By Bonnie Fox – firstname.lastname@example.org – Staff Editor | April 8, 2015 |
For some of the first bands in the Echo Fest lineup who normally keep late hours, 10 a.m. was too early in the morning for stage lights.
UNC Asheville’s college radio station, Blue Echo, hosted Echo Fest from 10 a.m. to 10 p.m. Saturday, March 28, in three locations within Highsmith Student Union. The fest was free and open to all students and the community, with refreshments provided.
“They put these stage lights on us which really hurt my eyes at 11 in the morning,” said Mars Sigler, guitarist for Claypool, which played at 11 a.m. “I joked it was really nice they did that, because then I didn’t have to see the lack of people that were there.”
Pablo Best, a freshman from Chapel Hill, played and worked the fest. He said he noticed a low turnout early on, but reported 375 total attendees throughout the day. This set a record for Blue Echo event attendance.
Last year, Echo Fest drew 150 attendees, back when it was called Music Fest, said Isabella Daniels, a sophomore art and new media student from West Lafayette, Indiana. She is lead singer for the indie punk band Shameful Nameless, which played the fest. She said she also serves as director of external affairs for Blue Echo.
“I feel like we advertised more this year, because I’ve been posting on Facebook about it for months,” Daniels said. “I consider Echo Fest kind of like my baby, because it started when I came here, and I feel a really big connection with Echo Fest. It really grew up this year.”
Daniels said she booked and coordinated all 30 bands who signed up, gathered from her own and fellow disc jockeys’ friends and acquaintances, as well as social media responders. She said last year’s fest featured only 13 bands.
Blue Echo Radio’s events coordinator worked with campus police to organize parking and security, Daniels said. Toan To, assistant director of student engagement for evening and weekend programming, said he served as a liaison between students and school officials as they planned the event.
Performers signed contracts agreeing to honor school conduct rules and policies in order to get on the bill, Sigler said.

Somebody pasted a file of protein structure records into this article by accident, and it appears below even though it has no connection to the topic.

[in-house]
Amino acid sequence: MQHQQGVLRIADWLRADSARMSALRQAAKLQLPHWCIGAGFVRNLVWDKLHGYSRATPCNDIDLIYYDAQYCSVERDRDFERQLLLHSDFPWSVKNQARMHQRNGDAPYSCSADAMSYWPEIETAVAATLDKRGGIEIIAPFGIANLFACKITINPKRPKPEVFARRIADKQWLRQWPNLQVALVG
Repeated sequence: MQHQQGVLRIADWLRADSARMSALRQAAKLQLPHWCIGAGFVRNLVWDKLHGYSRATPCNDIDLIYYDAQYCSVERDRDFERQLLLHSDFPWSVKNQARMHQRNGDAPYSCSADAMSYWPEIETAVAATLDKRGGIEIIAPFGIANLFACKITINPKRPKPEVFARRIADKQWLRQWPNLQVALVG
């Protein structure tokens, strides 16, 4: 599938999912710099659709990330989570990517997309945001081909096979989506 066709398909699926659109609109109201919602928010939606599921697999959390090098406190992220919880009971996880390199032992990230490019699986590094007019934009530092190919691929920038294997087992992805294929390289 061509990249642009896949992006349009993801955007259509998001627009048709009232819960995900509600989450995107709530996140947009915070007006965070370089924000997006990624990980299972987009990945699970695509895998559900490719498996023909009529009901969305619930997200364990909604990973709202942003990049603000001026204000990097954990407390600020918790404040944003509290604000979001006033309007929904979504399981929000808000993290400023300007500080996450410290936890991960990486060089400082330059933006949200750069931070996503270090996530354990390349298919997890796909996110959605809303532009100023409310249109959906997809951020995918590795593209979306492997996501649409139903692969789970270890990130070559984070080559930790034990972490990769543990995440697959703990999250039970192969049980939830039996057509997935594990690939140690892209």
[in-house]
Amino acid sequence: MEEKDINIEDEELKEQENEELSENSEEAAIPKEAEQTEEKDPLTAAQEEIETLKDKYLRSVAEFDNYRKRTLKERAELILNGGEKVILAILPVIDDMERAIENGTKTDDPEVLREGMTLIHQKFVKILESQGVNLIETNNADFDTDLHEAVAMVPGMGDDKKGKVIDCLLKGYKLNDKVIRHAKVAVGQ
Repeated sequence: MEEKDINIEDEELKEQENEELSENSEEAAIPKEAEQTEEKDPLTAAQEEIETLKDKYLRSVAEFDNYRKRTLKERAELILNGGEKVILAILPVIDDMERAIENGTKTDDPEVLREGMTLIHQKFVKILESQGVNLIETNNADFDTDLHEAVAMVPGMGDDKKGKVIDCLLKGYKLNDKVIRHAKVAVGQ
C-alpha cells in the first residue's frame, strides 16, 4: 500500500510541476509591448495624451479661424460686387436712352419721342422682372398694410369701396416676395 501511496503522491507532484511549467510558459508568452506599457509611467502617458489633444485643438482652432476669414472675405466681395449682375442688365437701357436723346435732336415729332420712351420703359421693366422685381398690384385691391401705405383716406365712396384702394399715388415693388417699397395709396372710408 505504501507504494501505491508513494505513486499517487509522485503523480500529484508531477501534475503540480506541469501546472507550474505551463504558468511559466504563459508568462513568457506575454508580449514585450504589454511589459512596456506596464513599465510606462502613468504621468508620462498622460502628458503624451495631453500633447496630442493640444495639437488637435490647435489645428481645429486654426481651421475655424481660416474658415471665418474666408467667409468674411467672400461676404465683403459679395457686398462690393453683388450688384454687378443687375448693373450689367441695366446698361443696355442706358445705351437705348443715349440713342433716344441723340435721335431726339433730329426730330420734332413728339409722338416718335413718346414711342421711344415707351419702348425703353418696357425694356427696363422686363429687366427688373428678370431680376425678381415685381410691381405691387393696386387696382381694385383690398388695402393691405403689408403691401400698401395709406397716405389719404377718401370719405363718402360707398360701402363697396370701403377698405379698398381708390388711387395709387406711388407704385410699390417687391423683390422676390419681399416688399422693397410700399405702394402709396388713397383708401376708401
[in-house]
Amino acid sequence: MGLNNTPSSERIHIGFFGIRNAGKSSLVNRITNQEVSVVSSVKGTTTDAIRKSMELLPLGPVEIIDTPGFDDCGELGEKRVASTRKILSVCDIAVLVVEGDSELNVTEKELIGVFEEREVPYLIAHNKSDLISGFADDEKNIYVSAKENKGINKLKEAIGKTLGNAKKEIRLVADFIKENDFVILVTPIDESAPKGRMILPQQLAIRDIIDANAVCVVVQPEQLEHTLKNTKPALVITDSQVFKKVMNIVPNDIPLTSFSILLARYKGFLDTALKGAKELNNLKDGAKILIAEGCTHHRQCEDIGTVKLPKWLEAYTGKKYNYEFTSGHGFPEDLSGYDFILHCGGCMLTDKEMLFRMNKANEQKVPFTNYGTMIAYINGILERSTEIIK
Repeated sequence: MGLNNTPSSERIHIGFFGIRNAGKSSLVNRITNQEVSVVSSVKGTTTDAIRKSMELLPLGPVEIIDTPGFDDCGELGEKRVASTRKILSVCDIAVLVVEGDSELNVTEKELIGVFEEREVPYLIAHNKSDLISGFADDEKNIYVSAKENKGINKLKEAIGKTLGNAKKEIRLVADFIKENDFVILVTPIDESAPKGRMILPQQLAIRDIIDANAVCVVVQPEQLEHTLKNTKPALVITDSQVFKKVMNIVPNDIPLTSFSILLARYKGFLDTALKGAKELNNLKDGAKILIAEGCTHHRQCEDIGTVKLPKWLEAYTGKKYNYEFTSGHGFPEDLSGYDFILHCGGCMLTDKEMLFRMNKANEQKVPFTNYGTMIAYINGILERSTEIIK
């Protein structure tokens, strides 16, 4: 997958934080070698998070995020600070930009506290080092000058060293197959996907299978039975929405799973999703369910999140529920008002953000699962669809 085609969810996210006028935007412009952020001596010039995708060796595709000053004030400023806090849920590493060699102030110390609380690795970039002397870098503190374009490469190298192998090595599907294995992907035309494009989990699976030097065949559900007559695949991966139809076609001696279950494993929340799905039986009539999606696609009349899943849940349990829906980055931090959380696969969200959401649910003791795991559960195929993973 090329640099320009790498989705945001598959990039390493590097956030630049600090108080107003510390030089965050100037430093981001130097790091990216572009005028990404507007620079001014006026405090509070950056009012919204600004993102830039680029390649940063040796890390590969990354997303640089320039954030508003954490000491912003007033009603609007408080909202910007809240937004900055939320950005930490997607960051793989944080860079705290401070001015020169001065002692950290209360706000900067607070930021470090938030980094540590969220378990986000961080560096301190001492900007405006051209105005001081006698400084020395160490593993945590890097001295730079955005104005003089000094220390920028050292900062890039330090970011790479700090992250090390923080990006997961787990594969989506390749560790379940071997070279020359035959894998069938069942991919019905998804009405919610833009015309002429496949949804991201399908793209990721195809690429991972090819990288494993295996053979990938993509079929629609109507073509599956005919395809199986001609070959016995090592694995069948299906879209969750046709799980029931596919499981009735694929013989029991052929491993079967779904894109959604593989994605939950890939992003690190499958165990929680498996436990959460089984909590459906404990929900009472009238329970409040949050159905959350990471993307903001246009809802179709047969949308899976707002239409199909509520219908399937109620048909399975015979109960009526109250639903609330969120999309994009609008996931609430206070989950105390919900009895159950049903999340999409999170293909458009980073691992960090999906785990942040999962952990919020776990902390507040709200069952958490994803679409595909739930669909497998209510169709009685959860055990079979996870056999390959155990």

“In actually planning it, my role was mostly just sitting back and making sure they didn’t break any policies,” To said. “It was mostly to hold the bands accountable for anything they did, or if they showed up drunk or anything like that, which, I mean, knock on wood, but you just never know.”
Sigler, 19, from Hampton, Virginia, does not attend UNCA, though his bassist is a former student. His band usually plays house shows and venues like the Odditorium. Of the handful of audience members who showed up to see the earliest acts, he said, the only ones moshing were two or three non-student Claypool fans. Everyone else stayed seated, he said.
Better organization and technical support would benefit future fests and bands who play them, Sigler said. Upon arrival, his band received no directions on where to load in, he said, and once onstage, there were technical difficulties. They also didn’t realize they had only 20 minutes to perform, which may have been a band miscommunication.
Best, 20, said he noticed some of that, but had a better experience. His self-described sludge metal band Erectile Destruction went on a little after Claypool, he said. He attributed communication and setup kinks to it being too early in the day.
“But, as time went by — especially when I came back to work, giving people their wristbands and scanning cards — when I saw those bands playing, they had time to sound check, they played full sets,” Best said, “and people were really out there checking it out, digging it.”
Best hosts The Sad Bastard Hour on Blue Echo, Sundays at 6 p.m. and Tuesdays at 5:30 p.m. He said he noticed prospective students passing through on tours with their parents returned for more music after their tours.
Daniels addressed organizational flaws by pointing out they had a smaller staff on hand during the fest’s early hours. Also, she said they originally hoped to set up on the Quad, but chilly temperatures thwarted those plans.
Looking ahead to next year, Daniels said she hoped weather would permit Echo Fest happening on the Quad.
“It was a great chance for us to kind of get the campus community together for music,” To said. “I think it’s a great opportunity, especially with the amount of talent that we have around. Most of them were local bands, so I’m happy that they got some exposure, and that they are able to get things going for themselves.”